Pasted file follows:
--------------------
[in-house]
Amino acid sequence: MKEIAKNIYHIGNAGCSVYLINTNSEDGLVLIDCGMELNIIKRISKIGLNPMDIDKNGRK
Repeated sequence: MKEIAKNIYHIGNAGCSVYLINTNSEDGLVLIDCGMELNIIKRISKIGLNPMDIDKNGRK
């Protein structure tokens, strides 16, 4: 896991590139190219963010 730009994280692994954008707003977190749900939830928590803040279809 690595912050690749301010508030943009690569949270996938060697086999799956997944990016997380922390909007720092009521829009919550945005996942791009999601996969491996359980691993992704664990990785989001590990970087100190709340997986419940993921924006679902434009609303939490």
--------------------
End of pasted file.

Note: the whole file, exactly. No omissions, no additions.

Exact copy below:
[in-house]
Amino acid sequence: MKEIAKNIYHIGNAGCSVYLINTNSEDGLVLIDCGMELNIIKRISKIGLNPMDIDKNGRK
Repeated sequence: MKEIAKNIYHIGNAGCSVYLINTNSEDGLVLIDCGMELNIIKRISKIGLNPMDIDKNGRK
């Protein structure tokens, strides 16, 4: 896991590139190219963010 730009994280692994954008707003977190749900939830928590803040279809 690595912050690749301010508030943009690569949270996938060697086999799956997944990016997380922390909007720092009521829009919550945005996942791009999601996969491996359980691993992704664990990785989001590990970087100190709340997986419940993921924006679902434009609303939490």